Chicagoans have been showing their support for the headline-making Occupy Wall Street protests in New York with their own shows of action outside of the Federal Reserve as well as Willis Tower and Millennium Park.
The protests in Chicago have remained peaceful thus far, with the participants vowing to keep the events non-violent, even though they have encountered some pushback along the way.
The fed is trying to force us off the sidewalk. Contact the ACLU, zoning commissions, lawyers, or anyone else that can help. This is public property don’t let them take it from us. Stand strong Chicago.
The group later blogged that the city's Zoning Dept. told them to call 311 if the problems continued because they were indeed allowed to remain on the public property. Chicagoist's Chris Bentley reports that six police vehicles arrived on the scene at around 9 p.m. The officers said they were not telling the protesters to leave, just that they could not sleep outside of the building and would have to "keep moving" in order to stay there. By midnight, an apparent compromise had been reached, according to Bentley, shielding the protesters who slept in their cars from getting parking tickets.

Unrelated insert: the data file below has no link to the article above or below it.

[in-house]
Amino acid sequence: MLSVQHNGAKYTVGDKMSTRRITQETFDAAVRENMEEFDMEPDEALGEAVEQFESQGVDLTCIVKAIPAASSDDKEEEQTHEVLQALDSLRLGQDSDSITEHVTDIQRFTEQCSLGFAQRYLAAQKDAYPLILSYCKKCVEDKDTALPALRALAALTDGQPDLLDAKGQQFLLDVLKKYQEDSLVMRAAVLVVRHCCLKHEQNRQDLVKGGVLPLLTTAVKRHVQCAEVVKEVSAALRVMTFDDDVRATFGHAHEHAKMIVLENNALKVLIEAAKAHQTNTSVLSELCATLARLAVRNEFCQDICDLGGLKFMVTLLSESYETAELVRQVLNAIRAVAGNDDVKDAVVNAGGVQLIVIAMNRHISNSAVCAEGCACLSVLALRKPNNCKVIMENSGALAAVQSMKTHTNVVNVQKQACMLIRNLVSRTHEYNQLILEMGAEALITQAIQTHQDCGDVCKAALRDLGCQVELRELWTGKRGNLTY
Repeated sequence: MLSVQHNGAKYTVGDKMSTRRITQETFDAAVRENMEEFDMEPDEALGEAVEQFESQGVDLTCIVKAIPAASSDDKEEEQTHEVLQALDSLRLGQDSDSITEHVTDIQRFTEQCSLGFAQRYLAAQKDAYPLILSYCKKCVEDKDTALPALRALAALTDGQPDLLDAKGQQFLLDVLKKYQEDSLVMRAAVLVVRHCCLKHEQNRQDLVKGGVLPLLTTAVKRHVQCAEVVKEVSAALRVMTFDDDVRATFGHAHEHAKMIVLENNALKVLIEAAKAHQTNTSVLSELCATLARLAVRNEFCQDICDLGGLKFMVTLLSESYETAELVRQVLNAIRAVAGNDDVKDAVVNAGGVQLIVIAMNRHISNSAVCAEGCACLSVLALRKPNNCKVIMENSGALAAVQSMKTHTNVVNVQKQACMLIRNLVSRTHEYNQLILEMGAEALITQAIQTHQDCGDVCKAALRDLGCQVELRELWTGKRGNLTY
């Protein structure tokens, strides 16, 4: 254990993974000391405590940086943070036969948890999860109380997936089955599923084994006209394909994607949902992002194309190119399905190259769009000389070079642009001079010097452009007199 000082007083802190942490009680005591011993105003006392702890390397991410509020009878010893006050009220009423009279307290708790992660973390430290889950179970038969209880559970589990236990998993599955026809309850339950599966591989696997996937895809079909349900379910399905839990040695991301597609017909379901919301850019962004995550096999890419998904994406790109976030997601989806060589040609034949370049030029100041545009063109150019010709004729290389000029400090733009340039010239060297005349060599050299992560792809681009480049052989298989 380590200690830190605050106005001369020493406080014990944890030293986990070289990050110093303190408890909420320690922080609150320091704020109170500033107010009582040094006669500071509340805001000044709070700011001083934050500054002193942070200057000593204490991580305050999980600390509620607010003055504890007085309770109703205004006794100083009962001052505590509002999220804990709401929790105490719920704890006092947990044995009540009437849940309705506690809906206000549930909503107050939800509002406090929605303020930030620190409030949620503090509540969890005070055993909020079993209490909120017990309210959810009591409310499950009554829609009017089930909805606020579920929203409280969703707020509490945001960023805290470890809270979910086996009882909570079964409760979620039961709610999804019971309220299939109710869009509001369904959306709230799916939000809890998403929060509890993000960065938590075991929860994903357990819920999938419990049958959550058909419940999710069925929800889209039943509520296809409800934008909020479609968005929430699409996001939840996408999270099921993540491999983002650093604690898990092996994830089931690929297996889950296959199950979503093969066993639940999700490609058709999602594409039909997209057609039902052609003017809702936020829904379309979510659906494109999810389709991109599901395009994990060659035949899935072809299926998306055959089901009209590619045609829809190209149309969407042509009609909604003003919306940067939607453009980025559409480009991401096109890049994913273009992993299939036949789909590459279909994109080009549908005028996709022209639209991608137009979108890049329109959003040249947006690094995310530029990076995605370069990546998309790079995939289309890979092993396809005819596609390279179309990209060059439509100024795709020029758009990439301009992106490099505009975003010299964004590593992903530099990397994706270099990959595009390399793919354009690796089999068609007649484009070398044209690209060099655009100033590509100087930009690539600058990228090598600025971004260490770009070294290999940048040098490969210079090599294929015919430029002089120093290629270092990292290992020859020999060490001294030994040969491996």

Undeterred by such opposition and lousy, wet weather, the Occupy Chicago protests have continued, growing from three or four people to as many as 50 during the day, with dozens remaining overnight. Here's a look at how the protests in Chicago started and have grown:
Check back with Progress Illinois for more coverage on the ongoing Occupy Chicago and Occupy Wall Street protests.
Image & Video: Occupy Chicago